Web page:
The molecular dynamics (MD) computer simulation technique has been used to study electrolyte/cathode interfaces formed in Li-based thin film oxide solid state ionic devices at the atomistic level. The solid electrolytes are lithium silicate glasses while the cathodes are V2O5 or WO3 crystals. The work presented in this paper will focus on the behavior at the glass/V2O5 interface. The MD simulation technique has been successfully used to simulate a variety of silicate glasses and glass surfaces, with results consistent with a variety of experimental data. The simulations of the vanadia crystal reproduce the experimental crystal structures, vibrational frequency, and the appropriate phase transition of V2O5 as Li ions enter the crystal. The simulations have also shown that Li transport into the crystal is affected by the orientation of the crystal at the interface as well as by surface roughness. While the crystal oriented with the (001) planes parallel to the crystal/glass interface shows the appropriate phase transition to the δ-LiV2O5 phase as Li ions enter the crystal, the work presented here shows that the crystal oriented with the (100) planes parallel to the interface does not transform. The difference is attributed to the effect of interface bonding between the ions in the first crystal layer and those in the glass surface. The simulations show a relaxation occurring in a lithium metasilicate glass electrolyte but not in a lithium disilicate electrolyte. In addition, relaxation at the interface between a roughened glass surface and the crystal creates a distortion in the crystal planes in immediate contact with the glass that creates an induced strain in the crystal.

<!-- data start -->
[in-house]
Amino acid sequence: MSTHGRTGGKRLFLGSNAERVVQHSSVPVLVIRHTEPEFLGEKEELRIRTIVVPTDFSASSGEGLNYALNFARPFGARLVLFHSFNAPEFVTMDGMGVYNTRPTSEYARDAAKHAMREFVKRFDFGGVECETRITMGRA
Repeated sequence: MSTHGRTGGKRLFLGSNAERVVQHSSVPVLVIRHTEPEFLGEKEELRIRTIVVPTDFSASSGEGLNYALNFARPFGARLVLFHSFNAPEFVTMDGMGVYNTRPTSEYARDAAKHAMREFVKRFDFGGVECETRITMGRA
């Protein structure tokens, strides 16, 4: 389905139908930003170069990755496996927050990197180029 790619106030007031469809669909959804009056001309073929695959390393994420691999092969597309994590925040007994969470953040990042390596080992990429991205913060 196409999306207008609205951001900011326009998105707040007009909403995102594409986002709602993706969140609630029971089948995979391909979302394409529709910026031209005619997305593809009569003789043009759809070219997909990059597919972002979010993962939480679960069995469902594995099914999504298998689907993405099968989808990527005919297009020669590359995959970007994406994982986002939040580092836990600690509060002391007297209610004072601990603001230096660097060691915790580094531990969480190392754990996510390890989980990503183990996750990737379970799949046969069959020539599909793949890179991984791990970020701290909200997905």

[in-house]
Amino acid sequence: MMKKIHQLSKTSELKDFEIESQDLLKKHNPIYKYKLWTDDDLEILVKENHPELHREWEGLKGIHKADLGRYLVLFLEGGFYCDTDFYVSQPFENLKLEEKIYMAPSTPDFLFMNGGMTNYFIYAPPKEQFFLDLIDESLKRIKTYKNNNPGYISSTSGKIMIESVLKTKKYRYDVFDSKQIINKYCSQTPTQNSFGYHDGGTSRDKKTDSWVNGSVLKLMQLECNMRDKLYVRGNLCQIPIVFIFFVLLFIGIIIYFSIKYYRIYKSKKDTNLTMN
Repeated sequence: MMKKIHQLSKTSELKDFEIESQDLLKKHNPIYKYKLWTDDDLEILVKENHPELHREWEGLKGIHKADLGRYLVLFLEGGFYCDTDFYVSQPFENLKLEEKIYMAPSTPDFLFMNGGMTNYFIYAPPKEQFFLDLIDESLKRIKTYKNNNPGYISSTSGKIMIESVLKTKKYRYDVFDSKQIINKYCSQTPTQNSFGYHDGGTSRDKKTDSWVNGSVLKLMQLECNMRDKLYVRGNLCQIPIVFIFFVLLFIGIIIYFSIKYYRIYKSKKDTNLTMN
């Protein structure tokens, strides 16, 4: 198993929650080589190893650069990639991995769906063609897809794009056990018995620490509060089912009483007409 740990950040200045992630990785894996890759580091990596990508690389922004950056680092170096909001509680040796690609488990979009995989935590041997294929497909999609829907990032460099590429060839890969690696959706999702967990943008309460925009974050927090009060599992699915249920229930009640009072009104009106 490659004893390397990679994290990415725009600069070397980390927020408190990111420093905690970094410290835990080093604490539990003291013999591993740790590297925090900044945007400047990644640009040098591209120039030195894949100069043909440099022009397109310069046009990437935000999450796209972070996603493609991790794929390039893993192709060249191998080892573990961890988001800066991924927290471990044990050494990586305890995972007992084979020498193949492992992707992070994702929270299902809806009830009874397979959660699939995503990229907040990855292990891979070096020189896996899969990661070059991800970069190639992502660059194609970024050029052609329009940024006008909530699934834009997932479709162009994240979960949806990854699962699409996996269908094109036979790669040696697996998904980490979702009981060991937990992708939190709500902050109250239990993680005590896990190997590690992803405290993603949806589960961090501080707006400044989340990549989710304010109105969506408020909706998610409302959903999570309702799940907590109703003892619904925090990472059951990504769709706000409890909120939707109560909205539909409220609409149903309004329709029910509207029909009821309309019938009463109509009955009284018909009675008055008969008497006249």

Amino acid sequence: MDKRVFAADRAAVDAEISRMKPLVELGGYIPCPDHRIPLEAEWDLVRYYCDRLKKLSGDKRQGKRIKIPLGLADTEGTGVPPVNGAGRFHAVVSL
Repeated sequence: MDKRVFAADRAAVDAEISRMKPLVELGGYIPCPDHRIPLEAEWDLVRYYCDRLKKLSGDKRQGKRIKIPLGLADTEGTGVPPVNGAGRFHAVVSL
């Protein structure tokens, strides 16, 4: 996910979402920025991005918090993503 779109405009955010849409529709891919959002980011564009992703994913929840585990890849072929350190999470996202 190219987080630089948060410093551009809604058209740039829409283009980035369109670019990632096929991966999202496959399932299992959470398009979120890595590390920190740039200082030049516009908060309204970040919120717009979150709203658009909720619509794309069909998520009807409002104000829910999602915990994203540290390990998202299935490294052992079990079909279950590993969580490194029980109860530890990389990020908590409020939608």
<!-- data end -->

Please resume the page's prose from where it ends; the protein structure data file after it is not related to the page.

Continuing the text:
ASJC Scopus subject areas
- Renewable Energy, Sustainability and the Environment
- Energy Engineering and Power Technology
- Physical and Theoretical Chemistry
- Electrical and Electronic Engineering